Countdown to Sponsorship

by Cynthia Price, ChildFund Director of Communications

In Mick Foley’s latest book — his ninth! — he describes in great depth the six-week period leading up to one of the biggest wrestling matches in his career.

I know — you’re wondering what this has to do with ChildFund. But hold on. It’s actually what Mick asks his readers to do several times during the book, including the chapter “A Sponsor for Alimany,” that brings the message home.

Yep, Mick is a ChildFund sponsor and a major donor. And it’s an important part of his life. As he tells me during a phone conversation, “Writing about the match gives me an excuse to write other chapters that often don’t have anything to do with wrestling.”

Even more notable is that Mick agreed to divide the proceeds from the advance of the book equally between ChildFund and RAINN (another group he supports).

“I know how valuable the sponsorships are in ChildFund’s projects around the world. I just feel that if I talk about them in public, others will realize how easy it is to make a difference,” he says. “I can reach people who can completely understand that others around the world have it much worse than they do.”

His engaging style in Countdown to Lockdown draws you in and makes you want to read more. But what if you aren’t a wrestling fan? Mick’s got you covered. He developed a handy “wrestle-meter” to gauge the wrestling content of chapters that are not “Lockdown”-specific. In the chapter about his sponsored child, Mick’s wrestle-meter is set low and reads, “Skip it if you like, but we’ll no longer be friends.”

Mick with schoolchildren in Sierra Leone.

It’s in that chapter that Mick shares how he came to sponsor Alimany, a young boy in Sierra Leone. His visit to Alimany’s village marked the first sponsor visit in 16 years, since before the civil war started in 1992. Mick also has funded five schools in Sierra Leone to help with the rebuilding.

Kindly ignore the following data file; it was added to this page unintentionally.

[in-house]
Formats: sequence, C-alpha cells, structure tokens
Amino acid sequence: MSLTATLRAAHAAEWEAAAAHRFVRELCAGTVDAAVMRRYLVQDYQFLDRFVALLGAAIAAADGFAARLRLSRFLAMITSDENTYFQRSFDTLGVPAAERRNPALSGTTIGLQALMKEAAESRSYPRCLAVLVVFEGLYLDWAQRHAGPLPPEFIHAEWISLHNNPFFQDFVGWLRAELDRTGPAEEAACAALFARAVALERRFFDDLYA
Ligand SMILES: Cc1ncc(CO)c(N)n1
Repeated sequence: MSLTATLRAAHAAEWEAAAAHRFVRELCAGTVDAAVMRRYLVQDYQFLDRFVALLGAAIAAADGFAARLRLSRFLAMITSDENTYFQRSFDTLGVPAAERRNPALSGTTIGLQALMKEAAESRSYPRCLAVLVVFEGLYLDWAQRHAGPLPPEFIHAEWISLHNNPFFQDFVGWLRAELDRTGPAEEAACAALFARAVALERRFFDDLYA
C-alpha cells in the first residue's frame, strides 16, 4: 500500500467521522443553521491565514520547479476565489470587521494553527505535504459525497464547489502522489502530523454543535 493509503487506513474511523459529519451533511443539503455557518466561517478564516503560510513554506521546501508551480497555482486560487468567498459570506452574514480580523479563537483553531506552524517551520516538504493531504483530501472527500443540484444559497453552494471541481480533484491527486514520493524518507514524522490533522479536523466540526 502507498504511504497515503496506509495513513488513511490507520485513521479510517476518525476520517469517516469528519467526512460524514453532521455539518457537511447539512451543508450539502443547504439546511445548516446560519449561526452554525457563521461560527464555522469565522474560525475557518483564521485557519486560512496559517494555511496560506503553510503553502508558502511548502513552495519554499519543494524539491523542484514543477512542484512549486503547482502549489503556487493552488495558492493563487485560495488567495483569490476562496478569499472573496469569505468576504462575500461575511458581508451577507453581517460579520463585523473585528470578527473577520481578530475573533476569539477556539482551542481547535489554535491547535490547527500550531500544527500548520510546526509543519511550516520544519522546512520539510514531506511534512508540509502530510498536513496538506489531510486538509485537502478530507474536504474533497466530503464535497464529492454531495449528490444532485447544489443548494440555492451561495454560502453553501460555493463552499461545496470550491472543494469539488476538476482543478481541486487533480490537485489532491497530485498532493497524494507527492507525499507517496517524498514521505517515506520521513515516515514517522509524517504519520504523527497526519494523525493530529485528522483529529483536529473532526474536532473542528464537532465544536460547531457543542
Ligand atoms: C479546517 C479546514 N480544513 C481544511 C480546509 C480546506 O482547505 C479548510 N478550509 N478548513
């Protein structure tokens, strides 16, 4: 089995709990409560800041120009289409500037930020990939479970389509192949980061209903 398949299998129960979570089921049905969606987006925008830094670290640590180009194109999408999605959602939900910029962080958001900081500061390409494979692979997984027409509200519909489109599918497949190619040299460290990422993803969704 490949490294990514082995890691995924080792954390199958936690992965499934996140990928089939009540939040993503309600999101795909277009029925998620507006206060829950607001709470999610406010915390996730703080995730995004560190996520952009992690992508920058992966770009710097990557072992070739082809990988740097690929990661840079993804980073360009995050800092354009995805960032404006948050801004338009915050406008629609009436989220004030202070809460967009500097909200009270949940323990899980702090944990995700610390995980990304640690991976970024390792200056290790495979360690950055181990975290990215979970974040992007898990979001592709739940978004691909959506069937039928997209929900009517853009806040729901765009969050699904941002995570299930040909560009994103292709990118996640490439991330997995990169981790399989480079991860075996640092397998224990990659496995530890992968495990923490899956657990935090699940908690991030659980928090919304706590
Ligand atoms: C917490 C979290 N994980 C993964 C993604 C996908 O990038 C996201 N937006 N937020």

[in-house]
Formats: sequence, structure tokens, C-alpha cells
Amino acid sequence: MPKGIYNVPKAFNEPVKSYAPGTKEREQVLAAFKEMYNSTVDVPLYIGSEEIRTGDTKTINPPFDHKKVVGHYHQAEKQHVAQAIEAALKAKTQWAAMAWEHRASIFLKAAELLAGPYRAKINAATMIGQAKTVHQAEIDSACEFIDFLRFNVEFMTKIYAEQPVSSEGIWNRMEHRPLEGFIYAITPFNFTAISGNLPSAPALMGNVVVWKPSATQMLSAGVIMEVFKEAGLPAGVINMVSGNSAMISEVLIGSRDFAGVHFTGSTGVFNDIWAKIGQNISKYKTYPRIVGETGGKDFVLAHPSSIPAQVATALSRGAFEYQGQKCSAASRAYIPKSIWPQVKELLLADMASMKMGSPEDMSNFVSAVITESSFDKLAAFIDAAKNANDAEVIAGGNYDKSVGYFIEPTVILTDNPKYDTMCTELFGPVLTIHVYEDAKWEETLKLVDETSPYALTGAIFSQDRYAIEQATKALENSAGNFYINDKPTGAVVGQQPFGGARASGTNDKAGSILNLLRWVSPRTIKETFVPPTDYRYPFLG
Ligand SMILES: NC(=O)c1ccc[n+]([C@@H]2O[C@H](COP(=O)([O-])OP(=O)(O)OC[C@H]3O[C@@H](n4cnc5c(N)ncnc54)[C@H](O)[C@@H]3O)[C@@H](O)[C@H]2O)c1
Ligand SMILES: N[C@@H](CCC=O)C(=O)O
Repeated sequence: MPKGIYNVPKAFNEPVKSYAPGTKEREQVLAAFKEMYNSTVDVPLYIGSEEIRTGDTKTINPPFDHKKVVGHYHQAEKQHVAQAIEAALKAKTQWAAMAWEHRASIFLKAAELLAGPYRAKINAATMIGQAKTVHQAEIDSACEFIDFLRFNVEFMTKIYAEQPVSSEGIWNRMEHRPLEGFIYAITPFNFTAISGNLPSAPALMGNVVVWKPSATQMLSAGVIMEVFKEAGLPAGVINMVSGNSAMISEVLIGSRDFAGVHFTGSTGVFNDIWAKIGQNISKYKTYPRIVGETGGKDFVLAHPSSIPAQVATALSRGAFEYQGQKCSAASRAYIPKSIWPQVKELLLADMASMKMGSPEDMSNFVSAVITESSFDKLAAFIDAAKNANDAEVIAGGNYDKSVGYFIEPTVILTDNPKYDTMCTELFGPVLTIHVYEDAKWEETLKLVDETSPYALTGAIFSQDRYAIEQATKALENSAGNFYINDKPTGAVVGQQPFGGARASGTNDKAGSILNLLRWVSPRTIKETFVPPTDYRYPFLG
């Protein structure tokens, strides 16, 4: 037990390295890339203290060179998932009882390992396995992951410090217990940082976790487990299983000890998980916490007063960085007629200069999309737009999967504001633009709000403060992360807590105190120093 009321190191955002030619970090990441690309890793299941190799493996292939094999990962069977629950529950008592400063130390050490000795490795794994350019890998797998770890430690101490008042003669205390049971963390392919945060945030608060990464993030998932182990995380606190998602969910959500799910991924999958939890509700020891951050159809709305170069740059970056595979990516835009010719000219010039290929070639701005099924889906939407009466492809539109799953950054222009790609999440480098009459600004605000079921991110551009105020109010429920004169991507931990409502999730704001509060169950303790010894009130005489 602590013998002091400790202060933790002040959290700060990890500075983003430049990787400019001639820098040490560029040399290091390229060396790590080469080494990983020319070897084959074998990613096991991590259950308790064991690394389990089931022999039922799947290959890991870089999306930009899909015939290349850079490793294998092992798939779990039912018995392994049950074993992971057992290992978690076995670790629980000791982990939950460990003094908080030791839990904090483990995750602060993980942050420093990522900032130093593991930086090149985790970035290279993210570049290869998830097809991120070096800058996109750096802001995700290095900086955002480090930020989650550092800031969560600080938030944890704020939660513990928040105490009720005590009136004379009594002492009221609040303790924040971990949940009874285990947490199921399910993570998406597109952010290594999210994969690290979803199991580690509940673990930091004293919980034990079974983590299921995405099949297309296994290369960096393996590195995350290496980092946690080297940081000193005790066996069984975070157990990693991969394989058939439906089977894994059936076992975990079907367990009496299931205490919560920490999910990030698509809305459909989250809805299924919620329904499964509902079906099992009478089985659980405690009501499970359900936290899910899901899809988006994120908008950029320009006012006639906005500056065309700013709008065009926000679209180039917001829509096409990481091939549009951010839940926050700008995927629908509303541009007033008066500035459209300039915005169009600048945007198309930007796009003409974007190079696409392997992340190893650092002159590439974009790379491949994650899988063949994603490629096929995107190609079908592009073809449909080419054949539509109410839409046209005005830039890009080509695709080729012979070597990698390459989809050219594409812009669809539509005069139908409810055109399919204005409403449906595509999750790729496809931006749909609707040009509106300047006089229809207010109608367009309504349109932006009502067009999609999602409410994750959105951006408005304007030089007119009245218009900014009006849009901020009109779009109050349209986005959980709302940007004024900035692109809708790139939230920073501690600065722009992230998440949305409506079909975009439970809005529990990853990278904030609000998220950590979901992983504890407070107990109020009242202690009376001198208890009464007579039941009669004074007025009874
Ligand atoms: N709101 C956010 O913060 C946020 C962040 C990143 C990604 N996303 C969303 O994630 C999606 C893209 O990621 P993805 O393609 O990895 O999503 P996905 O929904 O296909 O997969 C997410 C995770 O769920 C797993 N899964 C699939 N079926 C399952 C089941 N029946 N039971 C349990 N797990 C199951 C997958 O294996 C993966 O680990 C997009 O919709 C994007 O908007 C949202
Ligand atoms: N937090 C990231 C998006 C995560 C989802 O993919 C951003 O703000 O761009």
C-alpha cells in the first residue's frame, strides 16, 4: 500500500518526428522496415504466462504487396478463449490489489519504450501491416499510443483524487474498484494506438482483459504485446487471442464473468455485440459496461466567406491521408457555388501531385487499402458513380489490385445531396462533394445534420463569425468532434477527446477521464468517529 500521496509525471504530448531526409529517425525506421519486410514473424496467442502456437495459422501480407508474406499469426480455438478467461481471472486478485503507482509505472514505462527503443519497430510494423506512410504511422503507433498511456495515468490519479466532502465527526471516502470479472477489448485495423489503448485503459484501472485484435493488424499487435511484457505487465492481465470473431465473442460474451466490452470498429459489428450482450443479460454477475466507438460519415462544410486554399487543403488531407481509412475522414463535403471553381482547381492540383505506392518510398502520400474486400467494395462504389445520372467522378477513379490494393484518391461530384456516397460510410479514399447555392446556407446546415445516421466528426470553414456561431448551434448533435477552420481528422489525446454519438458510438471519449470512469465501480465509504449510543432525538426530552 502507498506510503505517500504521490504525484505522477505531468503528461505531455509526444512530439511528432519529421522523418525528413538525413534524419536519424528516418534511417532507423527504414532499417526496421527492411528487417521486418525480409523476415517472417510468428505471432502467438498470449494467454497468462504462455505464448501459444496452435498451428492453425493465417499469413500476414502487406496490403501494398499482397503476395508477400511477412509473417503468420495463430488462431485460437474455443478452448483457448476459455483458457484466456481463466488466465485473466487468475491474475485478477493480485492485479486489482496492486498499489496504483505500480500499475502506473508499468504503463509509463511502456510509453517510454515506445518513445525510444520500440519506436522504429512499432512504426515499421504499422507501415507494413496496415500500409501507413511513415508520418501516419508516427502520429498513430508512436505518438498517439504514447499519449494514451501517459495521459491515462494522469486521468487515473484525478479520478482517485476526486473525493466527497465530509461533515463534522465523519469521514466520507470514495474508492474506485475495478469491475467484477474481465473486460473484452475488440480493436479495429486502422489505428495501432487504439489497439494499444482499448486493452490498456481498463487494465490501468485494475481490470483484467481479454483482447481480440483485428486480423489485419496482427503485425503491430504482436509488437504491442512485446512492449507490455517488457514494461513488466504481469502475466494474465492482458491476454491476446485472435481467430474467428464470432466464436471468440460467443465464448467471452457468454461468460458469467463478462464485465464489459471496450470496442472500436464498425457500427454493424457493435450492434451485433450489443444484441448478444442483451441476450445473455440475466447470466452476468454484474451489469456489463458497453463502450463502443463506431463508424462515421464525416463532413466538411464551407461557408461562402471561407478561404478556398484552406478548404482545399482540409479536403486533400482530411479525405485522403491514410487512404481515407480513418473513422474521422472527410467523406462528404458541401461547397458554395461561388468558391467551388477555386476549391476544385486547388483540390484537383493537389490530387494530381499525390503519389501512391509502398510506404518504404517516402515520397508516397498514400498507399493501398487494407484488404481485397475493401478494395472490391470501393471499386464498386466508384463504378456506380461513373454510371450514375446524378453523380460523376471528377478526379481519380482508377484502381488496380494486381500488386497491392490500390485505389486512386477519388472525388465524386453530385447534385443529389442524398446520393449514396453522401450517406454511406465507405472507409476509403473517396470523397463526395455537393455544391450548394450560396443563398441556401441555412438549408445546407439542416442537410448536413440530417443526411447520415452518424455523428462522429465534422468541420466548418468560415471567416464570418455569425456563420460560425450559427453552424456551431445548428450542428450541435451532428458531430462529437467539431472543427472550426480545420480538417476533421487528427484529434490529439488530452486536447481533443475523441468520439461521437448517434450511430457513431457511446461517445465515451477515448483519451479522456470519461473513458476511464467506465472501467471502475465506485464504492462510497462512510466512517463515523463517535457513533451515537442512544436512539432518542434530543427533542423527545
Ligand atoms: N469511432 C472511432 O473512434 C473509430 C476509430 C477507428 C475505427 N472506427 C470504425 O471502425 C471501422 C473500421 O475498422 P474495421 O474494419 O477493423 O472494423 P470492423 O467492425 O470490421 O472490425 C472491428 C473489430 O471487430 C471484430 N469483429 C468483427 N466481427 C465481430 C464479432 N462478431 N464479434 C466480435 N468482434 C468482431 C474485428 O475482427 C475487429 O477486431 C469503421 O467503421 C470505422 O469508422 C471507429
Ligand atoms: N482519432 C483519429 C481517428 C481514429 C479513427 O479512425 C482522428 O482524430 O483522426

“It seemed very natural to write a chapter about my trip to Sierra Leone,” he says.

It was also in his travels to this African nation that he attended a “sealing the past, facing the future” meeting of women who were the victims of rape in Sierra Leone’s civil war. “It really opened my eyes to the oppression that women face in so many parts of the world. And it opened my eyes to how prevalent rape and sexual assault are right here in the U.S.,” he writes.

That led to his connection with RAINN (Rape Abuse and Incest National Network), which Tori Amos helped found.

Through his work with ChildFund, Mick says, he realized “it really might be better to give than to receive.”

Reflecting on the lives of his sponsored children, he writes, “I’ve come to think of those three or four Bombali villages all lying along that stretch of horrible road as my little corner of the world to nurture and care for. A small dot on life’s map where I can make a visible difference. Where a little compassion and a little more money can go such a long way.”

In his book Mick asks readers to contact ChildFund and specifically ask to sponsor a child from the Bombali area in Sierra Leone. “I know I wrote of this little dot on the map as my corner of the world to nurture and care for — but maybe some of you could nurture it with me.”

Now that’s a challenge worth tackling.

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